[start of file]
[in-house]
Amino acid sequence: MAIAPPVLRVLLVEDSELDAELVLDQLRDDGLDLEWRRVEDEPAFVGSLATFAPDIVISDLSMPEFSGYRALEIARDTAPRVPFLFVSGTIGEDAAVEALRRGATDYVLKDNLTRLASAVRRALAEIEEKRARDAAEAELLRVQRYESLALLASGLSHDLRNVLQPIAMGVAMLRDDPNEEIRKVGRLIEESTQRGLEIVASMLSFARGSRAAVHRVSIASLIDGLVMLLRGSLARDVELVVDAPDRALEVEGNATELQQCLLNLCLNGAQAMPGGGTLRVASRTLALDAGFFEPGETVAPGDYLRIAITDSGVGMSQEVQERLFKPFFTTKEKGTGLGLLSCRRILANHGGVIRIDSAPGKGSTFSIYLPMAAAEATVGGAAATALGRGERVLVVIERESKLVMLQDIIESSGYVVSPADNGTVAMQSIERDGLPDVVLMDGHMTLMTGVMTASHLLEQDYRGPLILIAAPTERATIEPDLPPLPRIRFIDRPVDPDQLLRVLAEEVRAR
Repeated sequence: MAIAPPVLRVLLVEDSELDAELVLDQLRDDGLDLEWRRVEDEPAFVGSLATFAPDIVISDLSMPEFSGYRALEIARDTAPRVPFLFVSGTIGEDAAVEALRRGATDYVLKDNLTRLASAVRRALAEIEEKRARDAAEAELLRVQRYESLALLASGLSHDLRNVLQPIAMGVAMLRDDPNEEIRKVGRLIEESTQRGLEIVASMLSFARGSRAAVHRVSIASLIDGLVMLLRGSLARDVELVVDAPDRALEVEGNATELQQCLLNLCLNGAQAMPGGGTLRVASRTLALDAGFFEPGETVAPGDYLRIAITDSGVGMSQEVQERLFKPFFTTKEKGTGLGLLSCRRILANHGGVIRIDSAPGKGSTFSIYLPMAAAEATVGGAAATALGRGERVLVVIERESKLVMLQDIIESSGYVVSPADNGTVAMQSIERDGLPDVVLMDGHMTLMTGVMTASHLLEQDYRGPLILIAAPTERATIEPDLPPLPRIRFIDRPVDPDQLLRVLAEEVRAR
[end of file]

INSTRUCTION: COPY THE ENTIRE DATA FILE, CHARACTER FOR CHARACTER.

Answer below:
[in-house]
Amino acid sequence: MAIAPPVLRVLLVEDSELDAELVLDQLRDDGLDLEWRRVEDEPAFVGSLATFAPDIVISDLSMPEFSGYRALEIARDTAPRVPFLFVSGTIGEDAAVEALRRGATDYVLKDNLTRLASAVRRALAEIEEKRARDAAEAELLRVQRYESLALLASGLSHDLRNVLQPIAMGVAMLRDDPNEEIRKVGRLIEESTQRGLEIVASMLSFARGSRAAVHRVSIASLIDGLVMLLRGSLARDVELVVDAPDRALEVEGNATELQQCLLNLCLNGAQAMPGGGTLRVASRTLALDAGFFEPGETVAPGDYLRIAITDSGVGMSQEVQERLFKPFFTTKEKGTGLGLLSCRRILANHGGVIRIDSAPGKGSTFSIYLPMAAAEATVGGAAATALGRGERVLVVIERESKLVMLQDIIESSGYVVSPADNGTVAMQSIERDGLPDVVLMDGHMTLMTGVMTASHLLEQDYRGPLILIAAPTERATIEPDLPPLPRIRFIDRPVDPDQLLRVLAEEVRAR
Repeated sequence: MAIAPPVLRVLLVEDSELDAELVLDQLRDDGLDLEWRRVEDEPAFVGSLATFAPDIVISDLSMPEFSGYRALEIARDTAPRVPFLFVSGTIGEDAAVEALRRGATDYVLKDNLTRLASAVRRALAEIEEKRARDAAEAELLRVQRYESLALLASGLSHDLRNVLQPIAMGVAMLRDDPNEEIRKVGRLIEESTQRGLEIVASMLSFARGSRAAVHRVSIASLIDGLVMLLRGSLARDVELVVDAPDRALEVEGNATELQQCLLNLCLNGAQAMPGGGTLRVASRTLALDAGFFEPGETVAPGDYLRIAITDSGVGMSQEVQERLFKPFFTTKEKGTGLGLLSCRRILANHGGVIRIDSAPGKGSTFSIYLPMAAAEATVGGAAATALGRGERVLVVIERESKLVMLQDIIESSGYVVSPADNGTVAMQSIERDGLPDVVLMDGHMTLMTGVMTASHLLEQDYRGPLILIAAPTERATIEPDLPPLPRIRFIDRPVDPDQLLRVLAEEVRAR